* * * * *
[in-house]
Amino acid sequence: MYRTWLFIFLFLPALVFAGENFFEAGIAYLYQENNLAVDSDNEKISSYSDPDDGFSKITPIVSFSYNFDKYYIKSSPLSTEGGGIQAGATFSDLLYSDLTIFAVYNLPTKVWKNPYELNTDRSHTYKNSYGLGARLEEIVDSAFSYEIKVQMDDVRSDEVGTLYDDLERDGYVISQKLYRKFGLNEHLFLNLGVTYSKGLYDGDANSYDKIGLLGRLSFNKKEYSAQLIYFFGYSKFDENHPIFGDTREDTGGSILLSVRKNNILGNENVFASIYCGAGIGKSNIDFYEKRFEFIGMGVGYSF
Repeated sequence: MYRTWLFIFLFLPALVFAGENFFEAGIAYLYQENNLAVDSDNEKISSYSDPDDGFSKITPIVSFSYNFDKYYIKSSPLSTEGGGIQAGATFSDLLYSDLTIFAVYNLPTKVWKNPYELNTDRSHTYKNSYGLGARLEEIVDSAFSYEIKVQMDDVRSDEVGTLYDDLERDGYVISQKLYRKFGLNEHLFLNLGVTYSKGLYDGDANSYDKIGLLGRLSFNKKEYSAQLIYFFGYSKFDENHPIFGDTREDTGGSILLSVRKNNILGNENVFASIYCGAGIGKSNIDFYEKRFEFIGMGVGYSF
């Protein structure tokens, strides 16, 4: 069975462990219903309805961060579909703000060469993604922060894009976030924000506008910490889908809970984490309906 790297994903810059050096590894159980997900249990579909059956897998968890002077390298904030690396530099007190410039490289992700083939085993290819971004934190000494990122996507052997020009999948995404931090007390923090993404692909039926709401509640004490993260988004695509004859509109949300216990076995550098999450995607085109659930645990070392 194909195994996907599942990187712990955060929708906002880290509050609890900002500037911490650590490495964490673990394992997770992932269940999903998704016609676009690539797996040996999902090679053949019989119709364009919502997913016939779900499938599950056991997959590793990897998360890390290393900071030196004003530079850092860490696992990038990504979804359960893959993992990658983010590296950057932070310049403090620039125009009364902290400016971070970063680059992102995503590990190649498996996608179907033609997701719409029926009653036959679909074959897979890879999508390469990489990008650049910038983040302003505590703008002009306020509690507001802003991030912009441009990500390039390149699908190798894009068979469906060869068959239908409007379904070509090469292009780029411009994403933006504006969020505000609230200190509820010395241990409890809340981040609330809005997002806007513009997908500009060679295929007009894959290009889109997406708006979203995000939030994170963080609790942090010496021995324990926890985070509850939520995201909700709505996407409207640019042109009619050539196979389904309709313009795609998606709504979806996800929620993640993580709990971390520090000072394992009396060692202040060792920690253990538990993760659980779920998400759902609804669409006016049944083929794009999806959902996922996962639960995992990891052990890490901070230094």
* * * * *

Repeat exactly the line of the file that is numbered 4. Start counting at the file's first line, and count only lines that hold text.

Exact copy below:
């Protein structure tokens, strides 16, 4: 069975462990219903309805961060579909703000060469993604922060894009976030924000506008910490889908809970984490309906 790297994903810059050096590894159980997900249990579909059956897998968890002077390298904030690396530099007190410039490289992700083939085993290819971004934190000494990122996507052997020009999948995404931090007390923090993404692909039926709401509640004490993260988004695509004859509109949300216990076995550098999450995607085109659930645990070392 194909195994996907599942990187712990955060929708906002880290509050609890900002500037911490650590490495964490673990394992997770992932269940999903998704016609676009690539797996040996999902090679053949019989119709364009919502997913016939779900499938599950056991997959590793990897998360890390290393900071030196004003530079850092860490696992990038990504979804359960893959993992990658983010590296950057932070310049403090620039125009009364902290400016971070970063680059992102995503590990190649498996996608179907033609997701719409029926009653036959679909074959897979890879999508390469990489990008650049910038983040302003505590703008002009306020509690507001802003991030912009441009990500390039390149699908190798894009068979469906060869068959239908409007379904070509090469292009780029411009994403933006504006969020505000609230200190509820010395241990409890809340981040609330809005997002806007513009997908500009060679295929007009894959290009889109997406708006979203995000939030994170963080609790942090010496021995324990926890985070509850939520995201909700709505996407409207640019042109009619050539196979389904309709313009795609998606709504979806996800929620993640993580709990971390520090000072394992009396060692202040060792920690253990538990993760659980779920998400759902609804669409006016049944083929794009999806959902996922996962639960995992990891052990890490901070230094």